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Home / India News / Very poor air chokes parts of NW India

Very poor air chokes parts of NW India

Crop fires are likely to peak next week, when the harvesting is mid-way, farm leaders said.

india Updated: Oct 13, 2020, 07:04 IST
Jayashree Nandi
Jayashree Nandi
Hindustan Times, New Delhi
NASA satellite images from October 10, showing farm fires in north India.
NASA satellite images from October 10, showing farm fires in north India.(Sourced)

New Delhi: For the past four days, several parts of northwest India have started recording “poor” air quality—a result of north-westerly calm winds and crop fires flaring across Punjab and Haryana. On Monday air quality deteriorated further with Baghpat, Ghaziabad in Uttar Pradesh; Kurukshetra and Panipat in Haryana recording “very poor” category air.

Also Read: Delhi: Pollution levels likely to dip today, reach moderate level

Harvesting has only begun in the north-western states; crop fires are likely to peak next week when harvesting is mid-way, farm leaders said.

Though NASA satellite images show widespread fires in Punjab and Haryana, IMD expects impact from the smoke may reduce over the next 3 to 4 days because of a likely change in wind direction from north-westerly to easterly. Moisture in the air is also likely to increase for a few days until wind direction changes back to north-westerly.

The air quality early warning system under the union ministry of earth sciences (MoES) had forecast on Sunday that air quality in Delhi would improve after wind direction changes to easterly. But dispersal of pollutants was impacted by very low wind speed. “Winds have been blowing under 5 kmph at Safdarjung. It’s not suitable for dispersion yet,” said Kuldeep Shrivastava, head, regional weather forecasting centre.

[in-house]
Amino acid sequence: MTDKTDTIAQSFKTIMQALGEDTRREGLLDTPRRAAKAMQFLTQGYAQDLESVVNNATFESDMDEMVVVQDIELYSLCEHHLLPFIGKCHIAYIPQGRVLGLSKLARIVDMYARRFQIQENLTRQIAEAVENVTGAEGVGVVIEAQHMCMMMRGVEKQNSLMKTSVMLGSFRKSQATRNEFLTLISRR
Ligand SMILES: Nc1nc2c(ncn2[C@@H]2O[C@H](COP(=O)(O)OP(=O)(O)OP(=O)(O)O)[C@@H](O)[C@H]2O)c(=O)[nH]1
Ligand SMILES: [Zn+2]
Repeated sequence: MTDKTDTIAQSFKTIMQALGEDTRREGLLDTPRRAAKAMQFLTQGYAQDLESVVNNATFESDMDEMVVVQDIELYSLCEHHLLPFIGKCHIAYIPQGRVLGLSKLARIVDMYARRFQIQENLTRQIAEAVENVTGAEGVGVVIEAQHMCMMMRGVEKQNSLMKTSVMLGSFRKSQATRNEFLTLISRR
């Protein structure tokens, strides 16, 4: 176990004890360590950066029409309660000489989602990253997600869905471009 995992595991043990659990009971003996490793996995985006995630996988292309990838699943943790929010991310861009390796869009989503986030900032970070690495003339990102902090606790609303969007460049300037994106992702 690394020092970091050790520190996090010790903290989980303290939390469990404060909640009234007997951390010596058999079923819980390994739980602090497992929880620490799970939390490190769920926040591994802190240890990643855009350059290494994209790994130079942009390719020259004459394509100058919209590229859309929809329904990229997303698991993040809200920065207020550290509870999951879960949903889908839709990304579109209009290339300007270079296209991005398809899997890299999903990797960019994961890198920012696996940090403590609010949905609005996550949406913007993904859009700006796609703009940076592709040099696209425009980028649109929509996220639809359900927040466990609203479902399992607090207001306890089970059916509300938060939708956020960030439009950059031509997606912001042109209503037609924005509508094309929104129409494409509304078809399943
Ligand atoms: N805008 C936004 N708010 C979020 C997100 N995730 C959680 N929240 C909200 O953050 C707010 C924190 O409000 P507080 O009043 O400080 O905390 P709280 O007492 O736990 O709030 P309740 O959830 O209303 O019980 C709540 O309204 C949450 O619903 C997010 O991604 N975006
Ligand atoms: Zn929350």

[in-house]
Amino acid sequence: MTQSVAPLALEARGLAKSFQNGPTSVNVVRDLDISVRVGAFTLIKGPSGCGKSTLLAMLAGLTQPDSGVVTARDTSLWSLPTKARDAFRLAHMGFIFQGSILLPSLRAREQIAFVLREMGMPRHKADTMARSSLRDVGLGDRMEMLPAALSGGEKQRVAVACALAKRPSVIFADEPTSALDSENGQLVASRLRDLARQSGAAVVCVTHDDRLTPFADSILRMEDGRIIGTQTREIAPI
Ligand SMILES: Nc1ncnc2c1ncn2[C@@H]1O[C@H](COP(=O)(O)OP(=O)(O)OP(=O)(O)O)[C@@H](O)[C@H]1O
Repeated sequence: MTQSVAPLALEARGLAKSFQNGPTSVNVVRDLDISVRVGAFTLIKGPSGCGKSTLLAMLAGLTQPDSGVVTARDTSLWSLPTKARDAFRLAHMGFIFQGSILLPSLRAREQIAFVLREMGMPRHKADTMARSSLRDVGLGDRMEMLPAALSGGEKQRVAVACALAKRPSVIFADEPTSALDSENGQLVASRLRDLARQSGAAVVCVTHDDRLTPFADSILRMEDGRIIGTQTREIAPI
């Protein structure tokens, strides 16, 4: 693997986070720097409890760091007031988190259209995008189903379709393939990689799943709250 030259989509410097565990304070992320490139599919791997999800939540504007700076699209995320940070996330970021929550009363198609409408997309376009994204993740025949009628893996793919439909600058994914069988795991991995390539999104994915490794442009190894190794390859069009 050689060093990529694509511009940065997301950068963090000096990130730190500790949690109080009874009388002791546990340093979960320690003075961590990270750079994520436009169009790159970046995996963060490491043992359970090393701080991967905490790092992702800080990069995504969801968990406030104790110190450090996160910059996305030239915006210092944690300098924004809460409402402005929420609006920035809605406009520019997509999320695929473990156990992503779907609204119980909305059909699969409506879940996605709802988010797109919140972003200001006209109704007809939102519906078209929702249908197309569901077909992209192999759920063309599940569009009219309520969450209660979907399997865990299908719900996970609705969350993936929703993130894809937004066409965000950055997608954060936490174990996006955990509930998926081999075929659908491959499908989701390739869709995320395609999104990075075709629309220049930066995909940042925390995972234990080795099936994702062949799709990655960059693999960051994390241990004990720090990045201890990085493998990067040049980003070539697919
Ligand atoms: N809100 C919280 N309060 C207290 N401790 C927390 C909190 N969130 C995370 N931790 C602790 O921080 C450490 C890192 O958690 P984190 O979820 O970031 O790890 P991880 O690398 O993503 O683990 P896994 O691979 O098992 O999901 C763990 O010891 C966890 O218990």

“Though winds are changing, the wind speed is very low so dispersion is not happening as we had expected. While we do not expect any further deterioration in air quality in the next two to three days, we can’t say air quality will improve. Winds were calm during the evening for the last 4 to 5 days. So even though the contribution from crop fires to air pollution isn’t as high now air quality has deteriorated due to lack of dispersion,” said Vijay Soni, a scientist at the air pollution division of India Meteorological Department (IMD).

Delhi, Agra, Bulandshahr, Bahadurgarh, Ballabgarh, Bhiwadi, Faridabad, Ghaziabad, Lucknow, Karnal and other north-western towns also recorded poor air on Sunday.

Night or minimum temperature is also likely to rise as moisture laden, warmer winds enter the north-western region from Monday, added Kuldeep Shrivastava, head, Regional Weather Forecasting Centre.

“Harvesting has only started now in Punjab. It will peak next week when crop fires will also rise. We have been saying for a long time that in the absence of a direct subsidy crop fires will continue because a subsidy on the straw management machinery is not enough for small farmers,” said Harinder Singh Lakhowal, Bharatiya Kisan Union general secretary, Punjab.

Also Read: Monsoon withdrawal delayed till October 20: IMD

Meanwhile, the Supreme Court in an order dated October 7 issued notices to Centre and north-western states on the issue of crop stubble burning. SC directed Tushar Mehta, solicitor general appearing on behalf of the Centre to file replies to an application on the issue. SC has also summoned chief secretaries of Uttar Pradesh, Delhi, Punjab and Haryana on the next date of hearing. One of the prayers of the applicant, Vikrant Tongad is to formulate a mechanism wherein an incentive of Rs 100 per quintal would be part of the total minimum support price which can be withheld until farmer can assure that there is no stubble fire in his farm.

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